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Hey Hardy42

Sorry I didn't respond to you earlier . . . although hopingforcure and Al are pretty smart people, so you were in good hands.

It doesn't sound like monomelic amyotrophy, because that actually happens slowly. You sound like you got hit hard and fast, as if a peripheral nerve was damaged, eaten, etc. Your story actually sounds a bit like mine. I lost quite a bit of muscle quickly like yourself. You might have something called Parsonage-Turner syndrome . . . aka . . . neuralgic amyotrophy . . . aka . . . brachial neuritis. If you google it, it will tell you that it always starts with excruciating pain, but there was a study done at John's Hopkins recently that indicated that nearly half of the cases are painless. They don't exactly know what causes it (maybe a virus . . . maybe autoimmune), but it "eats" your peripheral nerves and causes weakness and atrophy (atrophy can happen very fast). It is not fatal and all you have to do is wait to get better. There is no treatment for it. That would be my guess over the internet.

As far as why it's not ALS:
Happened too quickly (unless you were unaware of your body prior to noticing weakness and atrophy).
Happened in too many muscles at one time. ALS typically affects one muscle and then marches to the next one.
Clean EMG with muscle atrophy doesn't fit with ALS.

Hopingforcure and Al: do you agree on those 3 points?
 

hopingforcure

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I agee with you Wright, your points were completely on target. The atrophy and weakness were just not als acting. I know this is probably a scary time, but it sure seems like we are in agreement that this sounds like something else. I think for sure the things you and Gina mentioned have to be looked into further.
Sounds almost viral. Hoping
 

hopingforcure

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Oh and yes the emg would have shown a change, the muscles that were intact would have been working extra hard to create amptitude, as well as the health of the muscle and nerves alike.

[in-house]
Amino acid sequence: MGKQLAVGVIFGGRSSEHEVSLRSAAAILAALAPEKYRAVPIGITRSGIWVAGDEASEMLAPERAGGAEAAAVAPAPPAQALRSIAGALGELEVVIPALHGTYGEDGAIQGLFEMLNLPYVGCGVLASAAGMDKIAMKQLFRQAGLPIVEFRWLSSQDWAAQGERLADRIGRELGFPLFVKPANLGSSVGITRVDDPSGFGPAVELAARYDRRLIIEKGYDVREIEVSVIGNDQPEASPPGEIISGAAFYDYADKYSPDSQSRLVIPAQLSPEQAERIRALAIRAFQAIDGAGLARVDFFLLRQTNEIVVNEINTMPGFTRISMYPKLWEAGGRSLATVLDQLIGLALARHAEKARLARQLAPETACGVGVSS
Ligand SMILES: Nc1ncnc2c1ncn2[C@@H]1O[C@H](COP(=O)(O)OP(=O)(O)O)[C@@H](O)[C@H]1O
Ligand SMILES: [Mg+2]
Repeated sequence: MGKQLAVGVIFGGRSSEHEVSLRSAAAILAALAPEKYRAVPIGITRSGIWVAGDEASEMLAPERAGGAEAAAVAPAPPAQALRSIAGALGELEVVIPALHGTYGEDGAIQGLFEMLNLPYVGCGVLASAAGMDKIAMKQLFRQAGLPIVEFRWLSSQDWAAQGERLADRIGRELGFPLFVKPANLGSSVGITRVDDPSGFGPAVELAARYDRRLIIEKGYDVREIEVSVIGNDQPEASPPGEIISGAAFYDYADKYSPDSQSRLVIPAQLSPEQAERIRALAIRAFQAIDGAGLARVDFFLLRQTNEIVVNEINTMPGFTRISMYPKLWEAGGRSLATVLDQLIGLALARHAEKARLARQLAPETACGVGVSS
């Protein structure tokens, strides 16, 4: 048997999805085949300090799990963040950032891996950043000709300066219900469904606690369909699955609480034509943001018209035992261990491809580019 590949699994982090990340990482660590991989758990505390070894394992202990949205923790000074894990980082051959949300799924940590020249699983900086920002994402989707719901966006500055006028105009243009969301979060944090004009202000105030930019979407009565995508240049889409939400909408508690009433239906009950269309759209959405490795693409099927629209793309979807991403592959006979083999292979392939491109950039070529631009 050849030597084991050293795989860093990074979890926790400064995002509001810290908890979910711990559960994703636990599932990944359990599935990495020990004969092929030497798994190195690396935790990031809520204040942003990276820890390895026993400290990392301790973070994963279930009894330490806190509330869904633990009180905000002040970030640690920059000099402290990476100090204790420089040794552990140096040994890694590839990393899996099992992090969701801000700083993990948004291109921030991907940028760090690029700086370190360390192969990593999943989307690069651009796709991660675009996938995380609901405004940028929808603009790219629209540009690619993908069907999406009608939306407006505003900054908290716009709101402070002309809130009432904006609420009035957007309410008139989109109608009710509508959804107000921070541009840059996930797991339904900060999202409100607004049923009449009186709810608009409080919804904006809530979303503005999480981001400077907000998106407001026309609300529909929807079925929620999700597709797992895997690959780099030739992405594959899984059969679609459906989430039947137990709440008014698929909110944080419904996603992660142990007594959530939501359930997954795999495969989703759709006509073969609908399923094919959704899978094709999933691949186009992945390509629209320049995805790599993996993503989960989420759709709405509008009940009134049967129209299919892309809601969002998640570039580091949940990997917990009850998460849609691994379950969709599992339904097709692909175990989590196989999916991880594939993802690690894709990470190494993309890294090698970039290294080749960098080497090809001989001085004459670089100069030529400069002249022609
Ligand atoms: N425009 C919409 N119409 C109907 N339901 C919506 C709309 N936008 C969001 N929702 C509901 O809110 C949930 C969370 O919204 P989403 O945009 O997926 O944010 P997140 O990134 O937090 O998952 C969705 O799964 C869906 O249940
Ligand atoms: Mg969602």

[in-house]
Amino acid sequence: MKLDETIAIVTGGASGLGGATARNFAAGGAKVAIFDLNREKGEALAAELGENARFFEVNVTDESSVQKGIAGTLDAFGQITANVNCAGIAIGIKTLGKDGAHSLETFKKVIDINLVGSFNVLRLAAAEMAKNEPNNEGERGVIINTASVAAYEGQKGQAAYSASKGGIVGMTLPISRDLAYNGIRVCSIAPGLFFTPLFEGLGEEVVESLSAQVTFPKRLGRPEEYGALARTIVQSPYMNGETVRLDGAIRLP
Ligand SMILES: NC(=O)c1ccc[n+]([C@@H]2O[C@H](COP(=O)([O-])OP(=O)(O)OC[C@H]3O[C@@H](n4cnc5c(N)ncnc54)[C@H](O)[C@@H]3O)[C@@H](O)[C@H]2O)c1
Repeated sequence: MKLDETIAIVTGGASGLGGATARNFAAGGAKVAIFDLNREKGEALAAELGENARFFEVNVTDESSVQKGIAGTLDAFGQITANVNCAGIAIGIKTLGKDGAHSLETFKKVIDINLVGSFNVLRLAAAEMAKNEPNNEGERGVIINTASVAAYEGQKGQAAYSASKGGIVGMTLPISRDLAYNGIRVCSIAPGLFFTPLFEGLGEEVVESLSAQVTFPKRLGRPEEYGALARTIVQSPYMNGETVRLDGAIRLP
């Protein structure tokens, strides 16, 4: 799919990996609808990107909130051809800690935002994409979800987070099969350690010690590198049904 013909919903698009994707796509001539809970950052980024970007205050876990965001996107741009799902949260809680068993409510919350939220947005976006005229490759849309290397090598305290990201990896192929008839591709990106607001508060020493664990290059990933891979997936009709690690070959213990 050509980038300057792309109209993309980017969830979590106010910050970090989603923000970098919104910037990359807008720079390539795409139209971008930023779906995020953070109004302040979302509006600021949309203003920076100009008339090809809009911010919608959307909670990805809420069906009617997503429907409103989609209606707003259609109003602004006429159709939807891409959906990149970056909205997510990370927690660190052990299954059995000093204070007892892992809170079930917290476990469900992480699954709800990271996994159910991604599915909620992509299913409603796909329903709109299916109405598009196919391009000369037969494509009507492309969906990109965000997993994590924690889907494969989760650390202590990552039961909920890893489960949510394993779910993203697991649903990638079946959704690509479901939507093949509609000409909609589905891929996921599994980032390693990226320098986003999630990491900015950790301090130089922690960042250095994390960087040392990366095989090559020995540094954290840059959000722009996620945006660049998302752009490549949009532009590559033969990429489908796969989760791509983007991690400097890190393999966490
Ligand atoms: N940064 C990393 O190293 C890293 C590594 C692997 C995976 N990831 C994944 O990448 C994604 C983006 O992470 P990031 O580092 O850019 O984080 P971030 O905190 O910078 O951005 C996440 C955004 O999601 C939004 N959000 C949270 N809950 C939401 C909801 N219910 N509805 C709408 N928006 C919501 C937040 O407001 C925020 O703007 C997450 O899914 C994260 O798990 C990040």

hardy42

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Thanks again for all of your replies

I have another question.

I've seen a post by ZenArcher, Al, Wright, Hopingforcure that addressed muscle atrophy and ALS: 1/2 inch loss of muscle in a month, or 3/4 inch loss of muscle in 6 weeks (me) or 1 inch loss of muscle in 2 months is just too fast to be ALS. Where did everyone read that or do you simply know from experience?
 

Al

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Mostly experience. Talking to people here and support group and 4 years of ALS Clinic for me.
AL.
 

hopingforcure

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Reseraching, others, and a bunc of questions and study. That does not sound like als atrophy, to me at least.. hoping
 

hardy42

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Last Questions

I can't thank you all enough for your time. You all inspire me.

Last questions and then I will relax.

What would be a normal amount of atrophy when it comes to ALS?

Does the fact that so many of my muscles . . . that is . . . deltoid . . . bicep . . . brachioradialis (I found out how to spell it) . . . all atrophied at the exact same time, also point away from ALS?

Does weakness happen before atrophy . . . and if so . . . how long after weakness does atrophy happen.

Thank you once again.
 

MtPockets

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Hi Hardy,
I just wanted to add my own opinion here to give you more input. I agree with AL and the others about this probably being some type of auto immune or viral thing.
ALS manifests itself in different ways in different people, but generally follows a pattern that is not like what you are describing.

I think your friend wants a follow up EMG to verify that it has stopped spreading. It takes times for this to show up and be verified. Also if a later EMG shows changes it may point them in another direction of what to consider, depending on the change. I would not be afraid of ALS at this point. It just does not fit your symptoms.
 

hardy42

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Thanks again everyone

You have all calmed me immensely. I think I will be completely calm once I get that next EMG and it doesn't show anything.

So to calm myself a little more:

Did too many of my muscles atrophy at the exact same time to be ALS (again: deltoid, bicep, brachioradialis)?